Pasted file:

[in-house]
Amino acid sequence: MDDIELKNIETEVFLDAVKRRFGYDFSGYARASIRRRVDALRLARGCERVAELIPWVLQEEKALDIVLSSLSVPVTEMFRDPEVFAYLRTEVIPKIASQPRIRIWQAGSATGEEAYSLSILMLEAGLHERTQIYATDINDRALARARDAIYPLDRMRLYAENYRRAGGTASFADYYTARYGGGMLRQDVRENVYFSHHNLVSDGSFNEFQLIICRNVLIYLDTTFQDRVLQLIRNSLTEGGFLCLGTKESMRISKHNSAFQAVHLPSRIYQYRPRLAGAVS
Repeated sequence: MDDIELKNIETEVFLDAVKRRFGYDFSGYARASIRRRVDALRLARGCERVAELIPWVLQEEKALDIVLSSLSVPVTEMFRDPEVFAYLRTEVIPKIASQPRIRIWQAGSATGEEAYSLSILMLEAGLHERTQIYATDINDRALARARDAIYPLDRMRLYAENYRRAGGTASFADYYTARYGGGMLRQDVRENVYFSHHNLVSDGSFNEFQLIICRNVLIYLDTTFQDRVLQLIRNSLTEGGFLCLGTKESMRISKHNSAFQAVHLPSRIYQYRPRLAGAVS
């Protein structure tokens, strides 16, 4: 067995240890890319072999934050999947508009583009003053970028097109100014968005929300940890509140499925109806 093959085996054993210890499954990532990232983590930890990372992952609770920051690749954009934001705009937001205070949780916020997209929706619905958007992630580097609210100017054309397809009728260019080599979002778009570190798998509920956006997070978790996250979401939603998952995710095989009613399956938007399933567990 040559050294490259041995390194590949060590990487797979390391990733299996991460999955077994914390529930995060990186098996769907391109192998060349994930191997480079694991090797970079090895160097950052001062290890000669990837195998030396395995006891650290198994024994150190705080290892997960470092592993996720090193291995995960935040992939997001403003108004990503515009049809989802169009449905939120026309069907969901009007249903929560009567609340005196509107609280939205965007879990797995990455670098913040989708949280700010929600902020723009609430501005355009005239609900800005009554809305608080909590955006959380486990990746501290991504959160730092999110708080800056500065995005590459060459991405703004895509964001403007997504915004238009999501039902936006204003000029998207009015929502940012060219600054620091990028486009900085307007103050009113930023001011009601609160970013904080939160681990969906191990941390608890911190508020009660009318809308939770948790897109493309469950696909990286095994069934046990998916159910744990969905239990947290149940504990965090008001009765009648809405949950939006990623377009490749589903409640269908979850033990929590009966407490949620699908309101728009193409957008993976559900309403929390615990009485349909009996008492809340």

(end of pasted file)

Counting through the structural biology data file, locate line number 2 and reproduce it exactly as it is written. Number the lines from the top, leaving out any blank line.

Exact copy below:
Amino acid sequence: MDDIELKNIETEVFLDAVKRRFGYDFSGYARASIRRRVDALRLARGCERVAELIPWVLQEEKALDIVLSSLSVPVTEMFRDPEVFAYLRTEVIPKIASQPRIRIWQAGSATGEEAYSLSILMLEAGLHERTQIYATDINDRALARARDAIYPLDRMRLYAENYRRAGGTASFADYYTARYGGGMLRQDVRENVYFSHHNLVSDGSFNEFQLIICRNVLIYLDTTFQDRVLQLIRNSLTEGGFLCLGTKESMRISKHNSAFQAVHLPSRIYQYRPRLAGAVS